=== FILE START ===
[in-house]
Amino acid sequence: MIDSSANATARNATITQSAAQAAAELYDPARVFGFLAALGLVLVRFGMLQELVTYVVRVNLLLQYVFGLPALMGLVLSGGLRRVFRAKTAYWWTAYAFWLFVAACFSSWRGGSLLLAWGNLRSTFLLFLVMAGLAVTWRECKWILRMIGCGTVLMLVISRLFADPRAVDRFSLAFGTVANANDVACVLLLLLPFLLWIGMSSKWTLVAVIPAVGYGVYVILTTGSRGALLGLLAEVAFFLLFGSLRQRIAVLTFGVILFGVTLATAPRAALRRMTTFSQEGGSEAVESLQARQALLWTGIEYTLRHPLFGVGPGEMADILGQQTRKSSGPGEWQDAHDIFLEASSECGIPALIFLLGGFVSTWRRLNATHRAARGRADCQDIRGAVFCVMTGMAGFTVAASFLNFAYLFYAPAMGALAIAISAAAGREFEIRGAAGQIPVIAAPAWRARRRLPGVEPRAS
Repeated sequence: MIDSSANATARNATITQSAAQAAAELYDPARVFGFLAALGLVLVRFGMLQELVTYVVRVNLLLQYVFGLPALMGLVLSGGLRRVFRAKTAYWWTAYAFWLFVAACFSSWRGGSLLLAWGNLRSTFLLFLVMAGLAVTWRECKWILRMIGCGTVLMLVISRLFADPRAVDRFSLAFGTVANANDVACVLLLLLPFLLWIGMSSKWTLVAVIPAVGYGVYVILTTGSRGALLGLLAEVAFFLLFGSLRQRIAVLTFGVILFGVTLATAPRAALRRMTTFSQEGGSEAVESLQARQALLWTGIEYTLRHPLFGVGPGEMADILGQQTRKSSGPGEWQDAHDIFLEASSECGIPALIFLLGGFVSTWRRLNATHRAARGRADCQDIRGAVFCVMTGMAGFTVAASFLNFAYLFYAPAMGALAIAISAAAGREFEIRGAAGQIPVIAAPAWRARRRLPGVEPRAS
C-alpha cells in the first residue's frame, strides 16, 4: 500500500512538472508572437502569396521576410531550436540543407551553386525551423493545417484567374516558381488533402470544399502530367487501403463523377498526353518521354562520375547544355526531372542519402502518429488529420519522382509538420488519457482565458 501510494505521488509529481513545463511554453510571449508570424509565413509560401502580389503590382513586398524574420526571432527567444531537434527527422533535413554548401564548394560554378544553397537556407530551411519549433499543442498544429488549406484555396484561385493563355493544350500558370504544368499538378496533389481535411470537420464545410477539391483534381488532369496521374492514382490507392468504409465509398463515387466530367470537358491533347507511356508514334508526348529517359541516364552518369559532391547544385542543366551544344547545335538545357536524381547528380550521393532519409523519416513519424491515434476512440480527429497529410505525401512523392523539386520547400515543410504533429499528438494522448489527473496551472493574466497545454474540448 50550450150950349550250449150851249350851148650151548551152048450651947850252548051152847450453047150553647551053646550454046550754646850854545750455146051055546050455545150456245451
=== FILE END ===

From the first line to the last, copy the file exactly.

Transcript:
[in-house]
Amino acid sequence: MIDSSANATARNATITQSAAQAAAELYDPARVFGFLAALGLVLVRFGMLQELVTYVVRVNLLLQYVFGLPALMGLVLSGGLRRVFRAKTAYWWTAYAFWLFVAACFSSWRGGSLLLAWGNLRSTFLLFLVMAGLAVTWRECKWILRMIGCGTVLMLVISRLFADPRAVDRFSLAFGTVANANDVACVLLLLLPFLLWIGMSSKWTLVAVIPAVGYGVYVILTTGSRGALLGLLAEVAFFLLFGSLRQRIAVLTFGVILFGVTLATAPRAALRRMTTFSQEGGSEAVESLQARQALLWTGIEYTLRHPLFGVGPGEMADILGQQTRKSSGPGEWQDAHDIFLEASSECGIPALIFLLGGFVSTWRRLNATHRAARGRADCQDIRGAVFCVMTGMAGFTVAASFLNFAYLFYAPAMGALAIAISAAAGREFEIRGAAGQIPVIAAPAWRARRRLPGVEPRAS
Repeated sequence: MIDSSANATARNATITQSAAQAAAELYDPARVFGFLAALGLVLVRFGMLQELVTYVVRVNLLLQYVFGLPALMGLVLSGGLRRVFRAKTAYWWTAYAFWLFVAACFSSWRGGSLLLAWGNLRSTFLLFLVMAGLAVTWRECKWILRMIGCGTVLMLVISRLFADPRAVDRFSLAFGTVANANDVACVLLLLLPFLLWIGMSSKWTLVAVIPAVGYGVYVILTTGSRGALLGLLAEVAFFLLFGSLRQRIAVLTFGVILFGVTLATAPRAALRRMTTFSQEGGSEAVESLQARQALLWTGIEYTLRHPLFGVGPGEMADILGQQTRKSSGPGEWQDAHDIFLEASSECGIPALIFLLGGFVSTWRRLNATHRAARGRADCQDIRGAVFCVMTGMAGFTVAASFLNFAYLFYAPAMGALAIAISAAAGREFEIRGAAGQIPVIAAPAWRARRRLPGVEPRAS
C-alpha cells in the first residue's frame, strides 16, 4: 500500500512538472508572437502569396521576410531550436540543407551553386525551423493545417484567374516558381488533402470544399502530367487501403463523377498526353518521354562520375547544355526531372542519402502518429488529420519522382509538420488519457482565458 501510494505521488509529481513545463511554453510571449508570424509565413509560401502580389503590382513586398524574420526571432527567444531537434527527422533535413554548401564548394560554378544553397537556407530551411519549433499543442498544429488549406484555396484561385493563355493544350500558370504544368499538378496533389481535411470537420464545410477539391483534381488532369496521374492514382490507392468504409465509398463515387466530367470537358491533347507511356508514334508526348529517359541516364552518369559532391547544385542543366551544344547545335538545357536524381547528380550521393532519409523519416513519424491515434476512440480527429497529410505525401512523392523539386520547400515543410504533429499528438494522448489527473496551472493574466497545454474540448 50550450150950349550250449150851249350851148650151548551152048450651947850252548051152847450453047150553647551053646550454046550754646850854545750455146051055546050455545150456245451